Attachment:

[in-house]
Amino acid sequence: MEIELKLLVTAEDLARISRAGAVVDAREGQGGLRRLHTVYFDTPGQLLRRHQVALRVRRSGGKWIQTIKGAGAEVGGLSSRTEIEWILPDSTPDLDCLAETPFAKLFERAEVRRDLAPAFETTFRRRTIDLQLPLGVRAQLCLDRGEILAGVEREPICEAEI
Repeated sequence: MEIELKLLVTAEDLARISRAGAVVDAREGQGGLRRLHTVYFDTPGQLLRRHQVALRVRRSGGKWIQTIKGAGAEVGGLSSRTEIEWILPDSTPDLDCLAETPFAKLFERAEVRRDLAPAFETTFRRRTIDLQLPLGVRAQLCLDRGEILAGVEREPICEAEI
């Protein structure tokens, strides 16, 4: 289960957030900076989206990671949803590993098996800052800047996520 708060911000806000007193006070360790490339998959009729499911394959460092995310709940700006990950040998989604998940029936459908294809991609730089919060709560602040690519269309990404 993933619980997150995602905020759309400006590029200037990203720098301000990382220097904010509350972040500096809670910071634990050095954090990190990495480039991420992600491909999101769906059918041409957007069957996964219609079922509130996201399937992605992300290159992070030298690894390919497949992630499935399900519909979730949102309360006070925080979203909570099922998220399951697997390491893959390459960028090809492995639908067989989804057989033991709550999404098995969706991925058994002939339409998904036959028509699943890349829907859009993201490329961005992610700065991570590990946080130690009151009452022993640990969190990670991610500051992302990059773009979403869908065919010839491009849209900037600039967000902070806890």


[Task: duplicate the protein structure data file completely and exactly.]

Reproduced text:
[in-house]
Amino acid sequence: MEIELKLLVTAEDLARISRAGAVVDAREGQGGLRRLHTVYFDTPGQLLRRHQVALRVRRSGGKWIQTIKGAGAEVGGLSSRTEIEWILPDSTPDLDCLAETPFAKLFERAEVRRDLAPAFETTFRRRTIDLQLPLGVRAQLCLDRGEILAGVEREPICEAEI
Repeated sequence: MEIELKLLVTAEDLARISRAGAVVDAREGQGGLRRLHTVYFDTPGQLLRRHQVALRVRRSGGKWIQTIKGAGAEVGGLSSRTEIEWILPDSTPDLDCLAETPFAKLFERAEVRRDLAPAFETTFRRRTIDLQLPLGVRAQLCLDRGEILAGVEREPICEAEI
């Protein structure tokens, strides 16, 4: 289960957030900076989206990671949803590993098996800052800047996520 708060911000806000007193006070360790490339998959009729499911394959460092995310709940700006990950040998989604998940029936459908294809991609730089919060709560602040690519269309990404 993933619980997150995602905020759309400006590029200037990203720098301000990382220097904010509350972040500096809670910071634990050095954090990190990495480039991420992600491909999101769906059918041409957007069957996964219609079922509130996201399937992605992300290159992070030298690894390919497949992630499935399900519909979730949102309360006070925080979203909570099922998220399951697997390491893959390459960028090809492995639908067989989804057989033991709550999404098995969706991925058994002939339409998904036959028509699943890349829907859009993201490329961005992610700065991570590990946080130690009151009452022993640990969190990670991610500051992302990059773009979403869908065919010839491009849209900037600039967000902070806890």